by Sennah Yee

Fourth grade lunch. Noisy cafeteria. I’m eating a sandwich cut into squares instead of triangles, because my dad made it that day instead of my mum. You’re sitting across from me, chewing with your mouth open. You ask me to help translate a phrase from a Digimon episode. I don’t know what you mean—but I clarify that Pokémon’s superior. Airborne crumbs as you exclaim a string of foreign words, then look at me expectantly. I blink back.

“I still don’t know what that means.”

Disappointment on your chewy face. “Oh. I just thought you’d know ‘cause you’re Chinese… right?”

I pause, then nod. Right. “Isn’t Digimon Japanese, though?”

Pause. You move onto slurping loudly from your juicebox.

“I dunno. Whatever.”

I leave my crusts behind, brush your crumbs off the table.


We’re in your bedroom, listening to the Garden State movie soundtrack. You’re helping me put on makeup for the very first time. You have a Youtube eyeliner tutorial open on your computer that you keep pausing and replaying as your hand trembles on my eyelid, sometimes grazing my cheek. I’m trying to keep my eyes open and still, but I don’t know where to look.

You sigh, lower your hand.

“What’s wrong?”

You cap your eyeliner, exit Youtube, log onto Facebook.

“Sorry, I can’t do it,” you mutter. “It’s too hard to do with your eyeshape.”

“Can I see in the mirror, anyway?”

“No, don’t.”


Outdoor Frosh Week dance. Mediocre Top 40 pop earwig of the hour. Not enough space to put our hands up in the air as the song tells us to. A lot of girls have snipped up their oversized frosh shirts to look sexy. Now I regret being too lazy to unpack my things in my dorm earlier. Things like scissors. I feebly try to bunch up my T-shirt and knot it off to the side. You can kind of see my hipbone, maybe, sort of. I try to put my hands up in the air. I elbow someone’s head next to me, but my hipbone’s showing. That’ll do.

Enter you dancing next to me. I’m endeared by your blond hair, and how I can see all your freckles even in the dark. We go through the usual questions of the week, and their usual answers: name, area of study, hometown, and a quip about the shit music they’re playing or something to round the whole intro off. You’re cynical but not a know-it-all. You play guitar and want to master drums. You stay for the credits of the movie. We’re hitting it off.

Then you tell me that my English is really good.

“What?!” I shout, partially because we’re right by the blaring speakers, but mostly because I can’t believe my ears—or what’s left of them.

“I said your English is really good!” you shout back, with a big thumbs-up.

I stare, petrified. Then I dance my way outta there.


You walk into the not-really-fast food restaurant I work at. You’re old, elephant-skinned, wearing a generic baseball cap and a neon windbreaker that I can only assume you’ve kept from your 80’s prime. You place your order and talk to me as you wait. The usual. It’s getting darker earlier now. At least Christmas is soon. I like the music you’re playing here. Can I guess your background?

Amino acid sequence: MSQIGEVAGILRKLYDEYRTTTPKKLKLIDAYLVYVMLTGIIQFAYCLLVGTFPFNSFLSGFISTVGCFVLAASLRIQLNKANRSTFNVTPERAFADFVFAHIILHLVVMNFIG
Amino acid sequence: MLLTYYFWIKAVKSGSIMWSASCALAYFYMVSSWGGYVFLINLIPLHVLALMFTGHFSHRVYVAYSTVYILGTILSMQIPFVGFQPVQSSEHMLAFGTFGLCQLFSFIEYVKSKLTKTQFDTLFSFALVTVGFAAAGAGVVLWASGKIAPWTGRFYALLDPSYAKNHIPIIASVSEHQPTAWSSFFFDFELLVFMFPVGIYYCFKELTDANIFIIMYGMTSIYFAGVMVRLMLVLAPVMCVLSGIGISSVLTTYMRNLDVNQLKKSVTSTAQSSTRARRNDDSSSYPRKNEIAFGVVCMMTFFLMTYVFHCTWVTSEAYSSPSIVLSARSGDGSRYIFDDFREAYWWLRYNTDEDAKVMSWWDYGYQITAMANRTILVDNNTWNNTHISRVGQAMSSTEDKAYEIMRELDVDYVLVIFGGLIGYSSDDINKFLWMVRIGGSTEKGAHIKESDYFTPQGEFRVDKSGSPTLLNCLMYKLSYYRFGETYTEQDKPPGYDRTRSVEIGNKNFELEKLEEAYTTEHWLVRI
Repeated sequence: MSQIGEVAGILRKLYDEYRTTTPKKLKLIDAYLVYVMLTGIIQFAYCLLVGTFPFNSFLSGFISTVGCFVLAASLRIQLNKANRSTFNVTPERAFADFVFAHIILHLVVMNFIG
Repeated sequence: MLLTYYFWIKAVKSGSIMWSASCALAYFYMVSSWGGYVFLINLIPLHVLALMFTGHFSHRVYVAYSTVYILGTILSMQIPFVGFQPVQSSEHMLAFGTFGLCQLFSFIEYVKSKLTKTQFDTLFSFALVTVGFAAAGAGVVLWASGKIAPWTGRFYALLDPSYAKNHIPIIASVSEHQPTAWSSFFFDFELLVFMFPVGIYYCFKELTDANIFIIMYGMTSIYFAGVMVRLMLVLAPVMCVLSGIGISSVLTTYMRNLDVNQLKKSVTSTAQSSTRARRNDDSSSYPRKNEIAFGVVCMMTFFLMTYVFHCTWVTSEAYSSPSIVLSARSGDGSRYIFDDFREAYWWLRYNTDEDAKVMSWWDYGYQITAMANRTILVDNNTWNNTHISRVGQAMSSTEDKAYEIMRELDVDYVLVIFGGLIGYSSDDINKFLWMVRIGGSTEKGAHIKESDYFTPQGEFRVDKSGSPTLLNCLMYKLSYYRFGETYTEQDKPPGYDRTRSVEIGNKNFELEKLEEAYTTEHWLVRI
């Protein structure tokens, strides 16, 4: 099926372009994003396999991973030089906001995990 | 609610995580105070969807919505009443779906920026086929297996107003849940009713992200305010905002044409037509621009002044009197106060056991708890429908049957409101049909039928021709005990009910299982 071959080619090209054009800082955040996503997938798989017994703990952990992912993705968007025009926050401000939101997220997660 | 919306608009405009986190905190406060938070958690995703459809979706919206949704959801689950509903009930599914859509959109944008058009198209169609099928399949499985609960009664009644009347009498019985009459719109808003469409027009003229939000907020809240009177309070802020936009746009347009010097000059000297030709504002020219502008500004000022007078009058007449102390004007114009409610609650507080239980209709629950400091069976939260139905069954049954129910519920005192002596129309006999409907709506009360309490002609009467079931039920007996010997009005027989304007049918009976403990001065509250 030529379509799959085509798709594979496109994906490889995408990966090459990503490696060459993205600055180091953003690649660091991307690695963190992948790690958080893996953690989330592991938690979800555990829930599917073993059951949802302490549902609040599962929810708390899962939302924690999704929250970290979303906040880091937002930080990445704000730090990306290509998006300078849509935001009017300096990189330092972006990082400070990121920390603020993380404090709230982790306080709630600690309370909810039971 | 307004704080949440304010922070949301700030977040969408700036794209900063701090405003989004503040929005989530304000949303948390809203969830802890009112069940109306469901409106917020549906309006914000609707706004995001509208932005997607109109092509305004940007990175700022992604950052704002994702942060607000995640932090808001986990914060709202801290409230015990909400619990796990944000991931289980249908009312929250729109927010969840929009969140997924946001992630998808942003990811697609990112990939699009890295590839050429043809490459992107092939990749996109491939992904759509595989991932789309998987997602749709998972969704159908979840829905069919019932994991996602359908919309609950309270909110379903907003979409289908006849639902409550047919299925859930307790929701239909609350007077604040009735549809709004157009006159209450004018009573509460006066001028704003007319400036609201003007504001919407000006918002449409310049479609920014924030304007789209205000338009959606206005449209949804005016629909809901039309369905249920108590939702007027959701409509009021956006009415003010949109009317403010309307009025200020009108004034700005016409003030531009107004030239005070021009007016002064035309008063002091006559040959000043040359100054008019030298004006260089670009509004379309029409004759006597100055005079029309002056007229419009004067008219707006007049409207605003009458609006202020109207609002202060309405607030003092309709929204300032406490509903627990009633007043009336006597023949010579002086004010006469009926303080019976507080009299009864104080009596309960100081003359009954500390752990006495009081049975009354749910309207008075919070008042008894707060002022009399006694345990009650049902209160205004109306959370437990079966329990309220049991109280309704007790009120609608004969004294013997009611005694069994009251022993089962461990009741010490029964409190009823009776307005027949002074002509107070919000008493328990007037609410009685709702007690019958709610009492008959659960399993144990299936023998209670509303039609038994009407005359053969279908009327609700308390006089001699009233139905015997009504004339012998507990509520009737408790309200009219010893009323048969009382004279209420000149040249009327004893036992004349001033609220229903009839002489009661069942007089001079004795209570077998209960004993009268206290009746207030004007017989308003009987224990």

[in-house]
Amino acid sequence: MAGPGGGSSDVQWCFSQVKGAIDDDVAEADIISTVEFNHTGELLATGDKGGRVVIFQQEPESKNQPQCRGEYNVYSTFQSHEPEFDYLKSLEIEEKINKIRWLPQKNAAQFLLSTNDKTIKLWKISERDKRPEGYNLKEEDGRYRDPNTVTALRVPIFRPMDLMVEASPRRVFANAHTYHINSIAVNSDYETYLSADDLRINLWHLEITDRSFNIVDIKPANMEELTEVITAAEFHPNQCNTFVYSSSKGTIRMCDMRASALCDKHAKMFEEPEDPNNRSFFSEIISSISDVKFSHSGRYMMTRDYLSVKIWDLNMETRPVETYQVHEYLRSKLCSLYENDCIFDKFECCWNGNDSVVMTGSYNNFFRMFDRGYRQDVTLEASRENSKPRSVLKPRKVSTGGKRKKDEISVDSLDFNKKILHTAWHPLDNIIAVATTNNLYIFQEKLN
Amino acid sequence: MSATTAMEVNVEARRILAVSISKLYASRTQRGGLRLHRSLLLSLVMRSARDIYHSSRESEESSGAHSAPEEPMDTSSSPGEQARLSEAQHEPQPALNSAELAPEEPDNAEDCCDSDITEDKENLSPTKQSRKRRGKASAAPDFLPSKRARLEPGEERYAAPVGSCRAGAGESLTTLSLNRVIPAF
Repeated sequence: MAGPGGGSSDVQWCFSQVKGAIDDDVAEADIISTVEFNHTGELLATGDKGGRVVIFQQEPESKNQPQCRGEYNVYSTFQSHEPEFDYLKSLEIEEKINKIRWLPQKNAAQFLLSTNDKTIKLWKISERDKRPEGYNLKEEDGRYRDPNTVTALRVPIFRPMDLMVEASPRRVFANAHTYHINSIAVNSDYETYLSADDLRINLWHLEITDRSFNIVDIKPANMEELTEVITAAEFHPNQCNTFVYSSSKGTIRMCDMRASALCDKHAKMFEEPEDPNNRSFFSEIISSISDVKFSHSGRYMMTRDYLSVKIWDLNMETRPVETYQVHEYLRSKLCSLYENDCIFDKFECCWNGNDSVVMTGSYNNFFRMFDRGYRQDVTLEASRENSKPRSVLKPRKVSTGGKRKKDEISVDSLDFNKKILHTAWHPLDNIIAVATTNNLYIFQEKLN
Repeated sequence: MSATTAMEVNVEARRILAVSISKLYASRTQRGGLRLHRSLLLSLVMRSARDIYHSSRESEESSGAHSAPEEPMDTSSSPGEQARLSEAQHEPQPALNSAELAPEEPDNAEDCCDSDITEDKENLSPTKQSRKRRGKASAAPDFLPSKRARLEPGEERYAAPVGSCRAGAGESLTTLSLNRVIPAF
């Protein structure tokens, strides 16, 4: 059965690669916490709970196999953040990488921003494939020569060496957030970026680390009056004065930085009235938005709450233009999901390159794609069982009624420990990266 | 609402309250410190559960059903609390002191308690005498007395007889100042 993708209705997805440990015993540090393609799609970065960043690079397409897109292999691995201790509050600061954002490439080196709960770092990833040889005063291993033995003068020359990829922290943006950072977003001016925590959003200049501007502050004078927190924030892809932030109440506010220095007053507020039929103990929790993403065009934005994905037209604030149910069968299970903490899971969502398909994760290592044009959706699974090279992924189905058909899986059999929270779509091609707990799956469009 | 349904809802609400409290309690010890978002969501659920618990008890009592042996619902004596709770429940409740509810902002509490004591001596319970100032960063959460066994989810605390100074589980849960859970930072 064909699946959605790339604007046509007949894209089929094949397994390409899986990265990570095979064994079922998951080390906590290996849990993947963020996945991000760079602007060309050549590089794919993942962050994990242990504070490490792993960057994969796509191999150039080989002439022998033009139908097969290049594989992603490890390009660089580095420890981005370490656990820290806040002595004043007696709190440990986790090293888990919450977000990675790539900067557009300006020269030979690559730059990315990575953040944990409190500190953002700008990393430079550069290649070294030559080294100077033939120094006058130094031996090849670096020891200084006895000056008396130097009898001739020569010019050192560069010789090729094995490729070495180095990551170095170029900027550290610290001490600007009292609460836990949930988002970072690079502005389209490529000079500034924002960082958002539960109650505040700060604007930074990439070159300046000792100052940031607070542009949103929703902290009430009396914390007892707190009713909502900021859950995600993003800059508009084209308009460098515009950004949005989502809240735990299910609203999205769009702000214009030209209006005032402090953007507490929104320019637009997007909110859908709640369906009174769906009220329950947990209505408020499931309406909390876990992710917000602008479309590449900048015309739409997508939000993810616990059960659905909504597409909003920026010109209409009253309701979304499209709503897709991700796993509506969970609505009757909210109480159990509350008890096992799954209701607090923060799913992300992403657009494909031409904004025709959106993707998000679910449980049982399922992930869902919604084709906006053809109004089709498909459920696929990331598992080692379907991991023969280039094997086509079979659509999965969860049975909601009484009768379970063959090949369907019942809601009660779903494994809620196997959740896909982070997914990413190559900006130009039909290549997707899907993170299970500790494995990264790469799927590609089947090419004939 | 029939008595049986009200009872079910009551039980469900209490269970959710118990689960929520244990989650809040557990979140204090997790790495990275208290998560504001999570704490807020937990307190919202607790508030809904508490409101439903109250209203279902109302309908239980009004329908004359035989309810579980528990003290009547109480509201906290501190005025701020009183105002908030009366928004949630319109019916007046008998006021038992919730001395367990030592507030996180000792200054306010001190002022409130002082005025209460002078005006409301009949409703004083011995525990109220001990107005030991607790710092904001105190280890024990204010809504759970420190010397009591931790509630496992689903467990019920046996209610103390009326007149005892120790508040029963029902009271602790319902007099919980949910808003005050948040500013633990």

My toothy customer service smile flickers at the last one.

“Hm… Japanese…?” you ask, even though I never answered your original question.

“No, Canadian.”

“But your paren—”

“Born in Toronto, too.”

“And your grandparents?”

“From China.”

Finally, I’ve said the magic word.

“Ah! Yes, I just thought I’d ask, since you have Oriental features.”

I am a pack of noodles, a porcelain doll. You’re still smiling warmly at me, and it almost makes it worse that I know you mean no harm. Order up—you thank me for helping pass the time.

“You’re welcome,” I say, toothy customer service smile switched back on.

Domo arigato,” you reply, before leaving with your burger. The door swings shut.


Summertime, FIFA World Cup 2014. My family and I have been diehard fans of the German National team since 2006. During the final match between Germany and Argentina, my family and I are decked out in German soccer jerseys, flowery leis, and huge flags draped on our shoulders. We’re curled on our living room couch in fetal position as our beloved team goes into overtime. When Mario Götze scores that gorgeous winning goal, we hop around, shedding tears out of delight and relief that it’s finally over, and we won.

My older sister and I scramble outside to walk along Bloor street and celebrate. We get a few happy honks here and there from cars passing by, German flags fluttering from their windows.

From a bench you spot us on the sidewalk and smile, somewhat amused.


“Thanks!” My sister and I reply brightly, waving our flags around. My face hurts from smiling so much.

That air of amusement’s still on your face, and mine and my sisters’ smiles start fading. You’re almost staring at us now.

“Why Germany…?” you finally say. “What’s your affiliation with it?”

“We just love the team,” we say. Would you ever ask a guy with zero Italian in him why he’s rooting for team Italy?

You raise an eyebrow, nod. “Alright, then!”

The sun scorches our black hair and makes us squint our eyes even smaller. We tuck our hair under baseball caps and put on our sunglasses. We march on.